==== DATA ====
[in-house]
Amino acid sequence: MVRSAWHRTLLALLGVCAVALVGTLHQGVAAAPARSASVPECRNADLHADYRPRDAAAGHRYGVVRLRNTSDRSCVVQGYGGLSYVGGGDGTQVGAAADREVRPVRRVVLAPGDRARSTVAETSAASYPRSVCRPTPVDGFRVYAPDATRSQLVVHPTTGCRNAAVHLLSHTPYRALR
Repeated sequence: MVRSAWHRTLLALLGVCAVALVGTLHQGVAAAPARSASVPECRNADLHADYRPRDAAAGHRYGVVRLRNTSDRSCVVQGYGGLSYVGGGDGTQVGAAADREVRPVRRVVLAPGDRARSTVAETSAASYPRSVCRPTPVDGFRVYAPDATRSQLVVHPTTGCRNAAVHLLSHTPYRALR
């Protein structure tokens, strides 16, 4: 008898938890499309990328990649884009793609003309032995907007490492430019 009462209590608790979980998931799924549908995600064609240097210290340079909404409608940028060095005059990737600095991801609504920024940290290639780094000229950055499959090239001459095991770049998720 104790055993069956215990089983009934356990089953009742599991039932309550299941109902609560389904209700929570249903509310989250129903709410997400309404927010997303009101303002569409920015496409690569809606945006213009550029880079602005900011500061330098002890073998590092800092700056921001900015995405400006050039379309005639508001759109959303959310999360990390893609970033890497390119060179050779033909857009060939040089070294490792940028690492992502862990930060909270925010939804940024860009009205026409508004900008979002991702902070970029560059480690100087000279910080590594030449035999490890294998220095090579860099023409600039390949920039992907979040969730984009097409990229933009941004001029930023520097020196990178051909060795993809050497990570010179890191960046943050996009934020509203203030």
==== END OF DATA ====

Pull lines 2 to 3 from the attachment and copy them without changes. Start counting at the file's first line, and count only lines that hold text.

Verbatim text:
Amino acid sequence: MVRSAWHRTLLALLGVCAVALVGTLHQGVAAAPARSASVPECRNADLHADYRPRDAAAGHRYGVVRLRNTSDRSCVVQGYGGLSYVGGGDGTQVGAAADREVRPVRRVVLAPGDRARSTVAETSAASYPRSVCRPTPVDGFRVYAPDATRSQLVVHPTTGCRNAAVHLLSHTPYRALR
Repeated sequence: MVRSAWHRTLLALLGVCAVALVGTLHQGVAAAPARSASVPECRNADLHADYRPRDAAAGHRYGVVRLRNTSDRSCVVQGYGGLSYVGGGDGTQVGAAADREVRPVRRVVLAPGDRARSTVAETSAASYPRSVCRPTPVDGFRVYAPDATRSQLVVHPTTGCRNAAVHLLSHTPYRALR